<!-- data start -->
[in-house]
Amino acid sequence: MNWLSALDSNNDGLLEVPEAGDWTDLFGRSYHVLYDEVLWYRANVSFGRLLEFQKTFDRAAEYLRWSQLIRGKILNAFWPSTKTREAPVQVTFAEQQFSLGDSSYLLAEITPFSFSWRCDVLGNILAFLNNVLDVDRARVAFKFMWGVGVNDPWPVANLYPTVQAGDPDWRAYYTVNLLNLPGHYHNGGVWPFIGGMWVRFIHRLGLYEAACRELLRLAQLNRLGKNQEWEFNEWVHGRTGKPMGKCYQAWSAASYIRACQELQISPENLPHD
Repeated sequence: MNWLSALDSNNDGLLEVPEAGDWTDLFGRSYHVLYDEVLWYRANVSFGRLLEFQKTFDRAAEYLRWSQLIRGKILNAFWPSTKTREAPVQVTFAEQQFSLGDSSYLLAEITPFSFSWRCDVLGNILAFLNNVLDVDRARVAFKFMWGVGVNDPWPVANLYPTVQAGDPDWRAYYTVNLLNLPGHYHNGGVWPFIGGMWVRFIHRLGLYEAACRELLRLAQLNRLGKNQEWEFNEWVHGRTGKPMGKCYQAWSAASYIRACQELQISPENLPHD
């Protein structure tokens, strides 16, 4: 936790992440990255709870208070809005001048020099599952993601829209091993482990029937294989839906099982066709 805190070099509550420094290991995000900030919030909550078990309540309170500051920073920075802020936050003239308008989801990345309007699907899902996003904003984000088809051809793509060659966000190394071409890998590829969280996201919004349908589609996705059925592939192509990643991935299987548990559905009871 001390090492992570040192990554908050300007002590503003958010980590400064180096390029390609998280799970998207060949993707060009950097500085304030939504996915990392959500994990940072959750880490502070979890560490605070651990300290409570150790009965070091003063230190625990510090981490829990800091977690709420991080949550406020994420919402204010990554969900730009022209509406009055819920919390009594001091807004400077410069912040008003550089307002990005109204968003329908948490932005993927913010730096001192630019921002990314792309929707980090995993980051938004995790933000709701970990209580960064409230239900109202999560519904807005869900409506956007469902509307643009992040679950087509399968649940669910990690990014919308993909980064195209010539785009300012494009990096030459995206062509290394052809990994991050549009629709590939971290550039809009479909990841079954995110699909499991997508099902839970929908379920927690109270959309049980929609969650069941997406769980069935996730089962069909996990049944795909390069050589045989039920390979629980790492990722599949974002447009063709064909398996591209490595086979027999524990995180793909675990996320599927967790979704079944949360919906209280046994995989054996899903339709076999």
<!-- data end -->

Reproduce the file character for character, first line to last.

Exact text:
[in-house]
Amino acid sequence: MNWLSALDSNNDGLLEVPEAGDWTDLFGRSYHVLYDEVLWYRANVSFGRLLEFQKTFDRAAEYLRWSQLIRGKILNAFWPSTKTREAPVQVTFAEQQFSLGDSSYLLAEITPFSFSWRCDVLGNILAFLNNVLDVDRARVAFKFMWGVGVNDPWPVANLYPTVQAGDPDWRAYYTVNLLNLPGHYHNGGVWPFIGGMWVRFIHRLGLYEAACRELLRLAQLNRLGKNQEWEFNEWVHGRTGKPMGKCYQAWSAASYIRACQELQISPENLPHD
Repeated sequence: MNWLSALDSNNDGLLEVPEAGDWTDLFGRSYHVLYDEVLWYRANVSFGRLLEFQKTFDRAAEYLRWSQLIRGKILNAFWPSTKTREAPVQVTFAEQQFSLGDSSYLLAEITPFSFSWRCDVLGNILAFLNNVLDVDRARVAFKFMWGVGVNDPWPVANLYPTVQAGDPDWRAYYTVNLLNLPGHYHNGGVWPFIGGMWVRFIHRLGLYEAACRELLRLAQLNRLGKNQEWEFNEWVHGRTGKPMGKCYQAWSAASYIRACQELQISPENLPHD
């Protein structure tokens, strides 16, 4: 936790992440990255709870208070809005001048020099599952993601829209091993482990029937294989839906099982066709 805190070099509550420094290991995000900030919030909550078990309540309170500051920073920075802020936050003239308008989801990345309007699907899902996003904003984000088809051809793509060659966000190394071409890998590829969280996201919004349908589609996705059925592939192509990643991935299987548990559905009871 001390090492992570040192990554908050300007002590503003958010980590400064180096390029390609998280799970998207060949993707060009950097500085304030939504996915990392959500994990940072959750880490502070979890560490605070651990300290409570150790009965070091003063230190625990510090981490829990800091977690709420991080949550406020994420919402204010990554969900730009022209509406009055819920919390009594001091807004400077410069912040008003550089307002990005109204968003329908948490932005993927913010730096001192630019921002990314792309929707980090995993980051938004995790933000709701970990209580960064409230239900109202999560519904807005869900409506956007469902509307643009992040679950087509399968649940669910990690990014919308993909980064195209010539785009300012494009990096030459995206062509290394052809990994991050549009629709590939971290550039809009479909990841079954995110699909499991997508099902839970929908379920927690109270959309049980929609969650069941997406769980069935996730089962069909996990049944795909390069050589045989039920390979629980790492990722599949974002447009063709064909398996591209490595086979027999524990995180793909675990996320599927967790979704079944949360919906209280046994995989054996899903339709076999």